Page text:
So Loew begins scrolling through the file photos at Press Link: promotional shots of NBA All-Stars slam-dunking Chicken McNuggets into honey-mustard sauce; Hindu-friendly McDonald's subsidiaries on the Indian subcontinent introducing the first beef-free Big Mac. Finally, Loew finds a photo he can use: Boris Yeltsin stepping up to the counter at McDonald's Moscow--or some such scenario.
Within minutes Loew has photographically dismembered the Russian premier and replaced him with a posed photo of "Don Turnbee"... the same portly and dyspeptic-looking fellow who appeared a month ago in the Onion expose: "Whaler Sandwich 'Not Sitting Too Good' With Area Man."
About a year and a half before, Loew was an undergrad who had never even seen the program he's now manipulating with a dexterity that would no doubt please its programmers to no end. A cut, a snip, a wash, a tuck. At 23, this guy has already produced more accomplished agit-prop photo-collage than possibly anyone in history. He's a prodigious artist, Mike Loew is, working in a narrowly defined medium: For a brush he uses incredibly powerful Macintosh software; for a palette, white noise.
8. Chevy Chase Isn't Funny Anymore
THERE IS NO SUCH THING AS A LIVING comedy institution. Take stand-up. Dead. Song parodies. Dead. Saturday Night Live--Night of the Living Dead.
Perhaps more than any other craft, comedy relies on a hair-sensitivity to the zeitgeist... another term none of the Onion staffers would ever use. But they comprehend, internalize, worry. Siegel--he's here 70 or 80 hours a week, and by his reckoning did not break the five-figure income barrier last year. And even if he does after his raise this year, taxes would take most of it, he figures. Hanson, he doesn't even know what a five figure income would look like. He has to write it down in zeroes with his finger on the table, just to fathom. Krewson sells liquor to frat boys and Madison's dipsomaniacal community. This is the paradise they're all protecting.
Because what could beat what Siegel, Hanson, Loew, Krewson et al. have going on here, now? The 4.1 million and the reviews and the blow jobs from angels. And if Netscape, say, should offer Dikkers and Pony-Tailed Publisher some large money, a really enormous wad, there's really no reason things couldn't stay sort of the way they are today. Why couldn't that happen, Siegel wonders.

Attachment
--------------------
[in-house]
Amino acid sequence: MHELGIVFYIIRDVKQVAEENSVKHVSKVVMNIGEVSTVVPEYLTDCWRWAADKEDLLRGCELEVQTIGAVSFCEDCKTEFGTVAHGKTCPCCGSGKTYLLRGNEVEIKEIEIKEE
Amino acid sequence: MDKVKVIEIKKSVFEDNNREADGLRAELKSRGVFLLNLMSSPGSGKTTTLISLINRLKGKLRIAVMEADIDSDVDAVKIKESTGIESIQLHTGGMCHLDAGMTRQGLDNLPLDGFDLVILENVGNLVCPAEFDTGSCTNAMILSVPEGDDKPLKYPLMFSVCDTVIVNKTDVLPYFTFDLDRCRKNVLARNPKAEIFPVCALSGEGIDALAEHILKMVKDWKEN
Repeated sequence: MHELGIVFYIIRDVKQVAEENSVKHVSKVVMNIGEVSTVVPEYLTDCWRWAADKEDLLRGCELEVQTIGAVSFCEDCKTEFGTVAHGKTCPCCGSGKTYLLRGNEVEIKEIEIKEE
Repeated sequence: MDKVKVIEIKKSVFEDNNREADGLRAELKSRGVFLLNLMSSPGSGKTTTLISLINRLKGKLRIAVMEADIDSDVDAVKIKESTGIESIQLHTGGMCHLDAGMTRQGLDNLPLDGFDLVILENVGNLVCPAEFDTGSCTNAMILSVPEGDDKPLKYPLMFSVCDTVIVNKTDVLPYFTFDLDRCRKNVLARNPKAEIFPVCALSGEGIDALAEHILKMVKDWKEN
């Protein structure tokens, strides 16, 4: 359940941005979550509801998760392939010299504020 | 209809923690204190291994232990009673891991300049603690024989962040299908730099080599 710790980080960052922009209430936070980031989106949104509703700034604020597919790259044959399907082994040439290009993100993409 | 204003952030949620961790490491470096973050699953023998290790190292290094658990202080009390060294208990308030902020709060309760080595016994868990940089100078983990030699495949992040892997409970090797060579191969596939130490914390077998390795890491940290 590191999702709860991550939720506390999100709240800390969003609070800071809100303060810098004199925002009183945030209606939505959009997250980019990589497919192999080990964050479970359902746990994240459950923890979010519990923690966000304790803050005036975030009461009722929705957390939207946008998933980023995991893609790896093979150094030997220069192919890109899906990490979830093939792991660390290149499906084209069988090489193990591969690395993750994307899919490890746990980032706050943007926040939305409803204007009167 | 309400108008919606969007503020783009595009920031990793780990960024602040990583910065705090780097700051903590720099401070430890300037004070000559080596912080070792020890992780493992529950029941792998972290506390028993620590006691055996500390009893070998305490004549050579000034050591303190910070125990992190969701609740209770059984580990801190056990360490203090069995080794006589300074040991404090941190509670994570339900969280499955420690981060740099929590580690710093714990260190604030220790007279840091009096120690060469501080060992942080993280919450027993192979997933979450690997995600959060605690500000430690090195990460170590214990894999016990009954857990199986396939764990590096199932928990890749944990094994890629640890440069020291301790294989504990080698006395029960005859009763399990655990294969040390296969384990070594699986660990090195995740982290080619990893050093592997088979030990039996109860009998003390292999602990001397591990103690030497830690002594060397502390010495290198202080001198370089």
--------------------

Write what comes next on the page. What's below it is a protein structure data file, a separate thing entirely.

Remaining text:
The Onion is already fimoculous, which is a biological term for an organism that lives in excrement. Lives in shit, consumes shit, and extrudes it too. And the media environment, the Onion imagines, is going to get shittier before it gets cleaner.
But that doesn't explain why Dikkers skims the incoming correspondence--electronic and other--to spare Siegel the hate mail. Not the folks who have taken offense--e.g. the Gulf War vets who resent the Onion's article suggesting a link between Gulf War Syndrome and being dumb enough to join the Army. Fuck them, really--but the wise-asses who say the Onion is losing its touch.
These people cause Siegel to lose sleep. He fears that that one reader who says the Onion is getting stale, losing ground in the comedy gerbil wheel, "sliding toward creative bankruptcy," that's the way Siegel puts it--that's the one person who's right... he thinks. Just as we're the only people who see the world for what it is... dumb... maybe that person sees through us to what we are...
9. Thursday, Feb. 10,
FINAL COVER STORY CONFAB, THE Onion Volume 31, Issue 6.
In attendance: Scott Dikkers (SD), Editor in Chief; Robert Siegel (RS), Senior Editor; Mike Loew (ML), Graphics Editor; John Krewson (JK), Assistant Editor; Todd Hanson (TH), Head Writer.
TH: ... of all the "Horsley" science terms, "Horslo-Spectrometer" is my favorite.
RS: Okay. What else do we have the satellite doing?
JK: Spectrohorsal monitor scans current made-for-TV movies for traces of Lee Horsley.
SD: It's a fart joke!
RS: I can't believe we made a Lee Horsley fart joke!
TH: This is so stupid... But stupid is great! It was totally worth the trouble it took to come up with Lee Horsley.
RS: Can we get a moustache joke in?
TH: Mike, can you make the the Horsley photo infra-red?
ML: Ummm... yeah... I think so... How's this?
RS: Are colors going to show that way on the page?
SD: Can we get more contrast on the infrared Horsley?
ML: How's this...
RS: We're losing the moustache now.
TH: Look how the information superhighway has enabled us to color in Lee Horsley's moustache at the touch of a button...